For over six months, the Ukrainian people have mobilized and fought to prevent Moscow’s forces from conquering their country and crushing its independence. Repulsing attacks on Kyiv, the capital, and elsewhere in the northeast, they have sapped the morale of Moscow’s much bigger military forces. In the south, Kyiv’s army has launched a counteroffensive backed by partisans behind the lines, seeking to retake the Kherson region.
Russian President Vladimir Putin’s forces are weakened and have failed to make new gains for many weeks in their efforts to seize all of eastern Ukraine.
At the beginning of the invasion, Russian troops poured north from occupied Crimea to seize Kherson and the Zaporizhzhia nuclear power plant, in southeast Ukraine. They have occupied the plant — the largest in Europe — filling its grounds with artillery and tanks. Shelling there severed a power transmission line Sept. 5, disconnecting the plant from the Ukrainian electrical grid for now.
Natalia Kirtenko, a 64-year-old retiree living in Mykolaiv near Kherson, told the Wall Street Journal that the step up in shelling in the area has given people hope. “At least we know this means our guys are moving forward,” she said. “So our mood has improved.”
Counteroffensive in Kherson
Ukrainian forces launched a slow and deliberate counteroffensive to retake Kherson at the end of August. They have targeted supply routes and depots behind the battle lines to try to cut off and weaken Moscow’s forces. Ukrainian advances have retaken some villages. A picture of a Ukrainian soldier raising the country’s flag over Vysokopillya went viral.
Many of Kherson’s 280,000 residents rose up to protest when Russian forces rolled into the city. A savage crackdown by Putin’s troops drove protesters off the street, but didn’t crush most residents’ resolve to free the city of the invaders. While thousands of people fled, most of those remaining are determined to throw off the Russian yoke.
The Kremlin tries to depict the Ukrainian counteroffensive as a costly failure. However, the Russian-appointed administration in Kherson said Sept. 5 that its planned referendum at gunpoint aimed at its forced incorporation into Russia has had to be put on hold.
Kirill Stremousov, deputy head of the occupation authority, acknowledged Moscow’s invaders still had to make the population believe that “we are the ones liberating them.” The true character of Moscow’s “liberation” of Kherson was demonstrated when on Sept. 5 its authorities threatened to shoot anyone trying to cross the Dnipro River to escape.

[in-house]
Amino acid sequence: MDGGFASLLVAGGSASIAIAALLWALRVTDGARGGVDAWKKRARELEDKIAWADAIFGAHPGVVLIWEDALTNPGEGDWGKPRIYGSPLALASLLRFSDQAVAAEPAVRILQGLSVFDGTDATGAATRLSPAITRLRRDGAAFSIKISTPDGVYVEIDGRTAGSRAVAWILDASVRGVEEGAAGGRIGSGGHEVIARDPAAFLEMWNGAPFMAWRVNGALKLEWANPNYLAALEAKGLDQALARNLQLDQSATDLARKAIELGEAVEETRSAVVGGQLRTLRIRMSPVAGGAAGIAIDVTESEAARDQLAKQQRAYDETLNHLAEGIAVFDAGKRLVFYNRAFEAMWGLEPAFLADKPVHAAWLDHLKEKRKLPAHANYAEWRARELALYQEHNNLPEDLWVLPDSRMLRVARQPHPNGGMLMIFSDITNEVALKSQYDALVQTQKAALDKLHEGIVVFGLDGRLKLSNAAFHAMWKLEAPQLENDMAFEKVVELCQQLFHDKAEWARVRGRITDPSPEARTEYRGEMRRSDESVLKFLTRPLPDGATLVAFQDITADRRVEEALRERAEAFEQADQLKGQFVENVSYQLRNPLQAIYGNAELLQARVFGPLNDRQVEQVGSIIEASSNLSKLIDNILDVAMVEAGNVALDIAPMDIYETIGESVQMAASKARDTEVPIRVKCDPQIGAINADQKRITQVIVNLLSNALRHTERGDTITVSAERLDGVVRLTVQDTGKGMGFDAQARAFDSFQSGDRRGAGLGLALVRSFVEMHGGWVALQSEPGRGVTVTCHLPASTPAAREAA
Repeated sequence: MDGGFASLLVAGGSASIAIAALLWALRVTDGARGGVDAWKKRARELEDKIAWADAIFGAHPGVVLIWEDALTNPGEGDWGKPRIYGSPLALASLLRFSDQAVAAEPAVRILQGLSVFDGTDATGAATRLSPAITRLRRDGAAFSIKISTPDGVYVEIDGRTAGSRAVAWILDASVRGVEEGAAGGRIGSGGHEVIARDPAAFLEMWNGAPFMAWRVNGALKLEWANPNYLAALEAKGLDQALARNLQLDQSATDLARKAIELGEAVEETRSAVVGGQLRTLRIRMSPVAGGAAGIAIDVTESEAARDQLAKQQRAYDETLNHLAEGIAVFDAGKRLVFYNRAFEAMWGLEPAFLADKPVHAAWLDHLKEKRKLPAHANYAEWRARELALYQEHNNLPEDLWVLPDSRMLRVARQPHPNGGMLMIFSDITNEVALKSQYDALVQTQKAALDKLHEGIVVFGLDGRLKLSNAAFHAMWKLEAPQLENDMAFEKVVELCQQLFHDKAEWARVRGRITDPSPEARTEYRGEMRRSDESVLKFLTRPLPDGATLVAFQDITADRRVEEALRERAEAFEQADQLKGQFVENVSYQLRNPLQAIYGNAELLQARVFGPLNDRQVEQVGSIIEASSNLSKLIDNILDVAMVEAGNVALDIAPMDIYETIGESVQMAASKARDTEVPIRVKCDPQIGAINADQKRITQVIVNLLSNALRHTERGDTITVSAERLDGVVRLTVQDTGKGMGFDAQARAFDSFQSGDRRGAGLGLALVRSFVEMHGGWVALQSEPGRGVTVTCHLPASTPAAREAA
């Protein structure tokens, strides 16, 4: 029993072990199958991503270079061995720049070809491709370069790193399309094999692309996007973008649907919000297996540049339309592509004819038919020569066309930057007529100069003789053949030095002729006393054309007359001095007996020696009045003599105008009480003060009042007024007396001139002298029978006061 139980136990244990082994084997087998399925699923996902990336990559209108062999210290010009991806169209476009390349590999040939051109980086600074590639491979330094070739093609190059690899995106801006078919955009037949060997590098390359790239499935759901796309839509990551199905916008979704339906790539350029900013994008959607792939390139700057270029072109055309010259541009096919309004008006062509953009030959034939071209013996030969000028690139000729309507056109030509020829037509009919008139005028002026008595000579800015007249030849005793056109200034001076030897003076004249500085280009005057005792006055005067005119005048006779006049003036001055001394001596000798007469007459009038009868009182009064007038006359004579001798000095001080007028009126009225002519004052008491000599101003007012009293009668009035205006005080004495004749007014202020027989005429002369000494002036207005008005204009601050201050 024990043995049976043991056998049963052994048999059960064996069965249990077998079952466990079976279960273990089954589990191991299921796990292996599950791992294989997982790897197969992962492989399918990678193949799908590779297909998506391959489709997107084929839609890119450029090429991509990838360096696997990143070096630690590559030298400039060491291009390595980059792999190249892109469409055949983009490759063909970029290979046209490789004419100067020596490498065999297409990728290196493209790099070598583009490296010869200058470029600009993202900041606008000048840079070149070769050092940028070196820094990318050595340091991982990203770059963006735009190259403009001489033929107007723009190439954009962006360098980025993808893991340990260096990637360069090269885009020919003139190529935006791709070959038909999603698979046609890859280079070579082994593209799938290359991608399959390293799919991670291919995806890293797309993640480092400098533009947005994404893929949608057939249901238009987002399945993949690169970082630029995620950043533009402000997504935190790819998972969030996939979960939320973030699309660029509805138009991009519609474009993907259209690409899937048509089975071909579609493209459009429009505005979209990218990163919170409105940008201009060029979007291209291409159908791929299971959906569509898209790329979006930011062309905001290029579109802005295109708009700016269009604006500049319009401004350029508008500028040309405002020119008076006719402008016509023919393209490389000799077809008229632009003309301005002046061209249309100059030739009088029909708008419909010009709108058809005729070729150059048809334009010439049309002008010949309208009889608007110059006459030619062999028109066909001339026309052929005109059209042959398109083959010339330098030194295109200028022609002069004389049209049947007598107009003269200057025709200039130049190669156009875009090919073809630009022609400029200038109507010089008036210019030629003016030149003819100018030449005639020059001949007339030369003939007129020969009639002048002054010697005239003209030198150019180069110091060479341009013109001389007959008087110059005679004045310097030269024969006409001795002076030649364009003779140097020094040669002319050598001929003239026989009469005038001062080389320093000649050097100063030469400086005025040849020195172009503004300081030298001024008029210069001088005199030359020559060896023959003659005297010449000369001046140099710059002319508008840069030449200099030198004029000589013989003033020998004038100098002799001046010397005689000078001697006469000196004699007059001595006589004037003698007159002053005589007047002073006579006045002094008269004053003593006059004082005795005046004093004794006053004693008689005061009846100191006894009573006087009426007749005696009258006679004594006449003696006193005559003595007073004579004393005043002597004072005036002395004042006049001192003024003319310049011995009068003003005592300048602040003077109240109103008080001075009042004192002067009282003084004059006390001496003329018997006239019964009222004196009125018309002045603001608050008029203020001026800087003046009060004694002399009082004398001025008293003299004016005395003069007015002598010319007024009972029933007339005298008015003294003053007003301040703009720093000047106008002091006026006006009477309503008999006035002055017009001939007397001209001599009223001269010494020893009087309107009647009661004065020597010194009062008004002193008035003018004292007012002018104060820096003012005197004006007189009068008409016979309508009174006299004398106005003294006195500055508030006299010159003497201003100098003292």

The Ukrainian southern command reports that deteriorating conditions around Kherson have led the 127th Regiment of Russia’s 1st Army Corps to refuse to fight. Russian “personnel in advanced positions were left even without water.”
Pavel Filatyev, a Russian paratrooper from the elite 56th Regiment, released an Aug. 1 video calling on fellow soldiers to quit the war. Half the troops in his regiment have resigned their commissions, he said. Filatyev says that the Russian people will become as ashamed of the war in Ukraine as they are today of Moscow’s earlier brutal wars in Afghanistan and Chechnya.
In an online account he also describes how Russian troops in the Kherson region came apart amid resistance by the local population and the inability of Moscow to get them needed food and supplies.
Facing persecution and up to 15 years in prison for voicing opposition to the war, he decided to flee. He is seeking asylum in France.
While avoiding imposing a draft, the Kremlin has ordered Russian state companies to designate “volunteers” for the military from employee lists. State-managed railways are instructed to nominate 10,000 workers who will be forced to sign short-term military contracts and be press-ganged to the front lines.
Moscow cuts natural gas supply
The largest ground conflict in Europe since the second imperialist world war has accelerated the deepening economic crisis hitting working people across Europe. Natural gas prices have surged tenfold compared to a year ago. After Moscow’s Sept. 5 announcement that it was shutting down the Nord Stream 1 pipeline supplying gas to several European countries, stock prices fell and the euro plunged to a 20-year low against the dollar.
It’s working people across Europe who bear the brunt of skyrocketing electricity prices. Likewise, it’s working people in Russia who are hardest hit by sanctions imposed by Washington and other imperialist powers.
The sanctions are a barrier to deepening fraternization between Ukrainian and Russian working people.
Putin’s invasion has also prompted capitalist rulers worldwide to launch rearmament programs as each prepares to defend their own predatory interests against their rivals.